'Zacchaeus said, "Half of my posessions, Lord, I will give to the poor"....Then Jesus said, "Today salvation has come to this house....For the Son of Man came to seek out and to save the lost..."' - Luke 19:1-10

On one hand, our sacred authors presume their readers are committed to seeing things other people overlook. On the other hand, if readers actually did see those things, there'd be no need for our authors to write.

It's precisely because people of God don't always live up to their commitments that we have our Scriptures. In some sense, our biblical authors are in the "reminding" business, making certain we don't forget the essentials of our faith.

Sunday's Wisdom (11:22-12:2) author has no problem assuming this role. Though the writer seems to be one of the first sacred authors to believe in an afterlife, that writer also deals with the problem of evil in the world right here and now -- especially when evil is personified in certain individuals.

The author's first principle is that God created the world in which we live, a world in which evil is always mixed with good. That's why God constantly shows mercy to the creation that God brought into existence.

Evil vs. God
More importantly, God's "imperishable spirit is in all things!" No matter if there's evil in us; God's undying spirit is also in us, a spirit which will continue to exist beyond our earthly existence.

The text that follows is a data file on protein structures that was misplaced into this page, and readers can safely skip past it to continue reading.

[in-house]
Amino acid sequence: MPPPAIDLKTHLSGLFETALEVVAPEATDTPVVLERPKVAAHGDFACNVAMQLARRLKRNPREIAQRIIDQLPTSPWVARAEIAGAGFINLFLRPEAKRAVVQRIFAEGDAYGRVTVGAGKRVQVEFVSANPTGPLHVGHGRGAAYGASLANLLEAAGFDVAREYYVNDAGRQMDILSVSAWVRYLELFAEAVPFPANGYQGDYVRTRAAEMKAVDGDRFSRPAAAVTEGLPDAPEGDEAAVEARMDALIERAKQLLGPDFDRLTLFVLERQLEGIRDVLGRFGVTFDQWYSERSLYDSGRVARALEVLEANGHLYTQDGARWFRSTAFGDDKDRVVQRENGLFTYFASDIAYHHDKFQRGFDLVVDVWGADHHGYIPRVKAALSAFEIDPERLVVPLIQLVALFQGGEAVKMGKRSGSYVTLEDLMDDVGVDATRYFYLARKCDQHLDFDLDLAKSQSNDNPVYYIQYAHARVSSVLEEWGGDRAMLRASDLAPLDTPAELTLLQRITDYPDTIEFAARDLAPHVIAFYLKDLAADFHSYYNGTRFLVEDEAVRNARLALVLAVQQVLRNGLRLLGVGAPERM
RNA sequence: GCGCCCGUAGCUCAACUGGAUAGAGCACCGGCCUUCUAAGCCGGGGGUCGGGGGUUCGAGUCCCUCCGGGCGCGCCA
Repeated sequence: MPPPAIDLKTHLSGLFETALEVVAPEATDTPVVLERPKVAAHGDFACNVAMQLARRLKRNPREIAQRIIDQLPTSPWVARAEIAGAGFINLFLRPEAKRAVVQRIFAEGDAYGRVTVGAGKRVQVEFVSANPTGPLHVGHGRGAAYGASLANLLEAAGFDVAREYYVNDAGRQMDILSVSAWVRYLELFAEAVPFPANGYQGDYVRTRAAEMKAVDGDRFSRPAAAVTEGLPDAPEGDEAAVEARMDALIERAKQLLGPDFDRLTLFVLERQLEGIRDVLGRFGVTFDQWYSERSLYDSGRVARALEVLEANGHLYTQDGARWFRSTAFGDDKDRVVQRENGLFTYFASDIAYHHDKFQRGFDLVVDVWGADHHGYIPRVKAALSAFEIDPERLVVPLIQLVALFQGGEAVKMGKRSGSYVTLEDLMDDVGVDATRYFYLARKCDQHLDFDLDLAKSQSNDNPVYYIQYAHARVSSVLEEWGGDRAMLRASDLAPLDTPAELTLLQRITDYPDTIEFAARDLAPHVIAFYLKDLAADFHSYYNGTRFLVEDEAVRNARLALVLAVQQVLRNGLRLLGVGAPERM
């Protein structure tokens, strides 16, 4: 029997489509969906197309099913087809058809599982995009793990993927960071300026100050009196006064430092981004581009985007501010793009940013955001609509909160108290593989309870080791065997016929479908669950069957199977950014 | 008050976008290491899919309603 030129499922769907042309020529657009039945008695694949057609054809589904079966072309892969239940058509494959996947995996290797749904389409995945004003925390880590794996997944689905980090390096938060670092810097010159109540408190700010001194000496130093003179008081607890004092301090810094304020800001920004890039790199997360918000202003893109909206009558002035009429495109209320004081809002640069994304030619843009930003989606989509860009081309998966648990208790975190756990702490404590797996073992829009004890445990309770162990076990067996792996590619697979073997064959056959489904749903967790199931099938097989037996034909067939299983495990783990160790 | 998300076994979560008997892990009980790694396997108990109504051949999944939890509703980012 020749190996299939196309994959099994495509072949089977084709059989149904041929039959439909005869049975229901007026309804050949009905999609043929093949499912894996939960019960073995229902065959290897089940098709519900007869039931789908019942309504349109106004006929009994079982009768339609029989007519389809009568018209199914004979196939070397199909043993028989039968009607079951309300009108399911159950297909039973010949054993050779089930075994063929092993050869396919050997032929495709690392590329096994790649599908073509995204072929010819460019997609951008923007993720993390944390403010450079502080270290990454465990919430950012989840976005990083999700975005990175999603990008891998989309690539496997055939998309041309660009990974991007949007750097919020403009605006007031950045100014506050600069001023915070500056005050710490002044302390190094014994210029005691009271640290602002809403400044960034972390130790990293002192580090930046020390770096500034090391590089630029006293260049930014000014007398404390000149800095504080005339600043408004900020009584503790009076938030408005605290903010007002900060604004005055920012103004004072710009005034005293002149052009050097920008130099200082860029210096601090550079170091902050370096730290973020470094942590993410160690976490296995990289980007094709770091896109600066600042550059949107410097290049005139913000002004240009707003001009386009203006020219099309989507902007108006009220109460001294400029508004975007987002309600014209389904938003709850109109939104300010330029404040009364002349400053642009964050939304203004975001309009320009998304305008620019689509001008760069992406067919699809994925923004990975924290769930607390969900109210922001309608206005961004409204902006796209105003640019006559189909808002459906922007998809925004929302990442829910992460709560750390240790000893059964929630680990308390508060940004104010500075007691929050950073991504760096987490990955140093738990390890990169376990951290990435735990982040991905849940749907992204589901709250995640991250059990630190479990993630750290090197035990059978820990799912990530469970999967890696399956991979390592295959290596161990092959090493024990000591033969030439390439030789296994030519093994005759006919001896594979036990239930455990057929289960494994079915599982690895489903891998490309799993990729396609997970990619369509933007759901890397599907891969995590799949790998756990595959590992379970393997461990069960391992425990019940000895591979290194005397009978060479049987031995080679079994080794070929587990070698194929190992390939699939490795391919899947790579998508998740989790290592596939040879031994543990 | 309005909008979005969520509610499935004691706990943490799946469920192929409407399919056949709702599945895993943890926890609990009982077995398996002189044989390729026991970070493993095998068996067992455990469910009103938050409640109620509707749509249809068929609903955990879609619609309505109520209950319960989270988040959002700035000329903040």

Long before we meet God face to face, people of faith are committed to noticing God right here and now in all God's creation. If we acknowledge that presence, we always have an opportunity to "abandon" the evil which at times permeates us.

The disciple of Paul responsible for writing II Thessalonians (1:11-2:2) zeroes in on that same commitment. Yet he goes beyond just recognizing God's spirit in creation. He also recognizes the risen Jesus in those around him. His goal is to make certain "that the name of our Lord Jesus may be glorified in you, and you in Him."

Distracted people
Yet, we live in a world with a lot of distractions impeding us from surfacing the risen Jesus in our daily lives. This particular writer especially has to deal with the community's preoccupation with Jesus' Parousia. Many are so anxious for His second coming that they fail to notice how, in His risen presence, He's already come into the lives of each of them.

Of course, the greatest obstacle always revolves around the actual people in whom God and the risen Jesus is present. Luke deals with this problem in Sunday's Gospel (Luke 19:1-10).

Tax collectors were probably the most despised, evil people in Jesus' lifetime. Though it's not hard to commit ourselves to experiencing God's presence in all people in the abstract, it's another thing to pick out one specific individual and surface God in him or her -- especially if that person is a thief and a traitor to your country. Zacchaeus perfectly fits that category.

Jericho is the last stop before Jesus arrives in Jerusalem, the last stop on a journey that began more than 10 chapters ago. All along the Jerusalem road, Luke has been emphasizing Jesus' teachings and personality for those who are on the same road to dying and rising with Him. After all those miles, can we find God in someone like Zacchaeus?

Perhaps Luke is telling us that the best way to surface God in others is to help them surface God in themselves --especially by showing our honest concern for them, no matter what other people think or say. If we think the "lost" are going to be saved by God without our participation, then we're refusing to notice God's presence in ourselves.